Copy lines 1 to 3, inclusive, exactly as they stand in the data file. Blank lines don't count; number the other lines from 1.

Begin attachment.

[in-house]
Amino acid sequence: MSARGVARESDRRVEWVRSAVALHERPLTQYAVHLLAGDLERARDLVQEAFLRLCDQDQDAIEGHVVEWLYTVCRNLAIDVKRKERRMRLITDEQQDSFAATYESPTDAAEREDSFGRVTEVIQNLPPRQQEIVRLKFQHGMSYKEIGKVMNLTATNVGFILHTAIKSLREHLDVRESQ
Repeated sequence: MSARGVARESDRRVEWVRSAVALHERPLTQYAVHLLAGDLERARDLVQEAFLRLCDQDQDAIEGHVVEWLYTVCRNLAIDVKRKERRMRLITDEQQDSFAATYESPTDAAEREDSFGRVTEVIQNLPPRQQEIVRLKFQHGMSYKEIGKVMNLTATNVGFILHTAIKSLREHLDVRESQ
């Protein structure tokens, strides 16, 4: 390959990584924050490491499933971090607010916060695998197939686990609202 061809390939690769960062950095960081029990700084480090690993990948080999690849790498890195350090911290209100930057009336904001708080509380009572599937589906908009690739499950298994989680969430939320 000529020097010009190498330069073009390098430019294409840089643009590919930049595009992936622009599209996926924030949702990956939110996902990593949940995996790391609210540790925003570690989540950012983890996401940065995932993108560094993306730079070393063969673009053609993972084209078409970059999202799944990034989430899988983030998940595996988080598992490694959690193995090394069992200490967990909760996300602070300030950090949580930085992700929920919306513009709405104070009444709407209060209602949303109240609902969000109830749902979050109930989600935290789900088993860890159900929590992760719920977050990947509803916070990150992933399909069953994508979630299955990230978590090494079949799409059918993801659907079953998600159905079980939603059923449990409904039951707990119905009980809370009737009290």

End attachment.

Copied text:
[in-house]
Amino acid sequence: MSARGVARESDRRVEWVRSAVALHERPLTQYAVHLLAGDLERARDLVQEAFLRLCDQDQDAIEGHVVEWLYTVCRNLAIDVKRKERRMRLITDEQQDSFAATYESPTDAAEREDSFGRVTEVIQNLPPRQQEIVRLKFQHGMSYKEIGKVMNLTATNVGFILHTAIKSLREHLDVRESQ
Repeated sequence: MSARGVARESDRRVEWVRSAVALHERPLTQYAVHLLAGDLERARDLVQEAFLRLCDQDQDAIEGHVVEWLYTVCRNLAIDVKRKERRMRLITDEQQDSFAATYESPTDAAEREDSFGRVTEVIQNLPPRQQEIVRLKFQHGMSYKEIGKVMNLTATNVGFILHTAIKSLREHLDVRESQ